"The Jew in the Lotus" is the archetypal JuBu book, and since I am of Jewish extraction and interested in Buddhism, I felt I should read it. I was surprised to find that this isn't a story of one man's personal conversion from one religion to another. Instead, it's a fairly journalistic retelling of the first embassy of Jews to the Dalai Lama, in 1990. Kamenetz is a famous poet, and his writing is frequently lyrical- so much so that by the end I kind of had a headache from all the high-minded se ...more
I adored this book - the tale of a group of Jewish rabbis and intellectuals who travel to Dharamsala in India to converse with the Dalai Lama, all told by a poet.

The Jew in the Lotus is many things - a travel narrative (there's much about India, in here - snapshots built word-by-word of markets, temples, shrines, hotels, and the result is as vibrant as a color photograph); a personal journal (Kamenetz went to India as a secular Jew with some suspicion about Buddhism, and returned a spiritual Jew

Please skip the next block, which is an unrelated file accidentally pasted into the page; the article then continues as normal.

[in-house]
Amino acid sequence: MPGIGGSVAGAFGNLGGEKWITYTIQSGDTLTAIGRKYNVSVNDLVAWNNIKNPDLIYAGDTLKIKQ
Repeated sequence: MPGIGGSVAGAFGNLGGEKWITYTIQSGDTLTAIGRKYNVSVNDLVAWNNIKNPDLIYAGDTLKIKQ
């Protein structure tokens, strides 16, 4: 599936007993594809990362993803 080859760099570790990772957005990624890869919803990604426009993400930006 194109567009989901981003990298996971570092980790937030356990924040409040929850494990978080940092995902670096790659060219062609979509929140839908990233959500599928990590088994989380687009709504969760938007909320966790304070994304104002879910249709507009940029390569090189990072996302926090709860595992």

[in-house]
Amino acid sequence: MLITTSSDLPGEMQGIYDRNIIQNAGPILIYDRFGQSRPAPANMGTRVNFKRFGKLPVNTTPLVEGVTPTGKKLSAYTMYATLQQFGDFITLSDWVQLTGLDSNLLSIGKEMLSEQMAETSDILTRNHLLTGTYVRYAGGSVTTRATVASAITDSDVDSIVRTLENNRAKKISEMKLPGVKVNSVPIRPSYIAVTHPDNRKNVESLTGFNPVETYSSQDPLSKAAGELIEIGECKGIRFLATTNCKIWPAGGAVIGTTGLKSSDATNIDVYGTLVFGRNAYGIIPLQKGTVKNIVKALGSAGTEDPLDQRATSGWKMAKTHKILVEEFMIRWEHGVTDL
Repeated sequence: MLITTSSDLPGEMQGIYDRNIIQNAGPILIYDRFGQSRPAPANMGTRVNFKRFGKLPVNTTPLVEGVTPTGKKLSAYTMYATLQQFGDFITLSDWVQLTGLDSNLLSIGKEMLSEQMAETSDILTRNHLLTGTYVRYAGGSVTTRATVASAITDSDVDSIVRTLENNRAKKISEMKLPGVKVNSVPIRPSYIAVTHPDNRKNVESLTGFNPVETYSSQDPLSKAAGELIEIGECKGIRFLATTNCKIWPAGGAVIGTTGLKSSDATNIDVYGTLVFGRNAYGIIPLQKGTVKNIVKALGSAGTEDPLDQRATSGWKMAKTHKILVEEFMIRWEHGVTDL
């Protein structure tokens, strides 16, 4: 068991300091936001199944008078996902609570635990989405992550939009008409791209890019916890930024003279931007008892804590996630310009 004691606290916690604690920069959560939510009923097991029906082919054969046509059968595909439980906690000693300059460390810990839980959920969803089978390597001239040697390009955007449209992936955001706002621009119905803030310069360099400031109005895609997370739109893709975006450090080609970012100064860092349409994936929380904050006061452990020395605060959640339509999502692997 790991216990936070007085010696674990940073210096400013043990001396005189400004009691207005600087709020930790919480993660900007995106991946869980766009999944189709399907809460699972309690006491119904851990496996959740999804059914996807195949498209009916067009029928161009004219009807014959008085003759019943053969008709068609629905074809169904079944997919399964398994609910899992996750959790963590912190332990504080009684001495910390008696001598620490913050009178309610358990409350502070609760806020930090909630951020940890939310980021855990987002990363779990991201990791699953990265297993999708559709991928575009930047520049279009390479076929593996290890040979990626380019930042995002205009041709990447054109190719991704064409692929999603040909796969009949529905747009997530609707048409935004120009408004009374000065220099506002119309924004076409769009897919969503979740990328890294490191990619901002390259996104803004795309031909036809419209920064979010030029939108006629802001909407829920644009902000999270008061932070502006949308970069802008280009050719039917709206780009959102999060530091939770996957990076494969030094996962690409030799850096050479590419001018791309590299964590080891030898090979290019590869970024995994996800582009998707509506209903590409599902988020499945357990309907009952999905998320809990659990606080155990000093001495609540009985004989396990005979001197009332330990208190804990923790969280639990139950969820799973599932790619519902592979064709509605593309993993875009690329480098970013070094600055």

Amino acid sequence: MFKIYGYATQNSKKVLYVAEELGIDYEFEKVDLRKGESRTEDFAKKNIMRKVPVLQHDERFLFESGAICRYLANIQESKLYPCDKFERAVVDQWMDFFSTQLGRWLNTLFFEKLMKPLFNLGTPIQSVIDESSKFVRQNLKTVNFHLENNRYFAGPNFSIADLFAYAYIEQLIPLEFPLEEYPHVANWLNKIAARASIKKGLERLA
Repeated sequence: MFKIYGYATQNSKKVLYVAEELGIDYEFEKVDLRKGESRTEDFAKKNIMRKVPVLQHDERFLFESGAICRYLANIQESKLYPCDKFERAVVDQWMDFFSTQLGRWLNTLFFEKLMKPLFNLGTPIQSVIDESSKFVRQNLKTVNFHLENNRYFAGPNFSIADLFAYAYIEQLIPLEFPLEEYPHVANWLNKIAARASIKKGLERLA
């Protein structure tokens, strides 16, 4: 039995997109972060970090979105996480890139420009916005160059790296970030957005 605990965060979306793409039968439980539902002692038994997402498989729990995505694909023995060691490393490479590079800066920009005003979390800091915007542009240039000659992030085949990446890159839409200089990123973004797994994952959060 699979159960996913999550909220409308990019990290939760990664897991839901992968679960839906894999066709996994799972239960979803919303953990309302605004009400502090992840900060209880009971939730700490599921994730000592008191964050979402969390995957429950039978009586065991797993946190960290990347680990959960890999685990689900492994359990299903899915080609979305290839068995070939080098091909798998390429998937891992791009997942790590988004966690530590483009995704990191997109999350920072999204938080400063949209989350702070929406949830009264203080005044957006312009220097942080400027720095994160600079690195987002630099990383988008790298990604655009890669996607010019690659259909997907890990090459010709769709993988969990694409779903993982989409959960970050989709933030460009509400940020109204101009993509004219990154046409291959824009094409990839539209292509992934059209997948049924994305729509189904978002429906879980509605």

Worthwhile read. The book is an account of the meetings between a delegation of Jews and the Dalai Lama in Dharmsala, India. As a Christian, it was fascinating to be a bystander to their fascinating conversation. The Temple was destroyed in 70AD and the Sanhedrin were sent into exile not to be heard of again. The Dalai Lama has been expelled from Tibet and the Tibetan Buddhists are now having to reimagine their religion, just as the Jews had to after 70AD. There is much about the conversations t ...more
Adam Glantz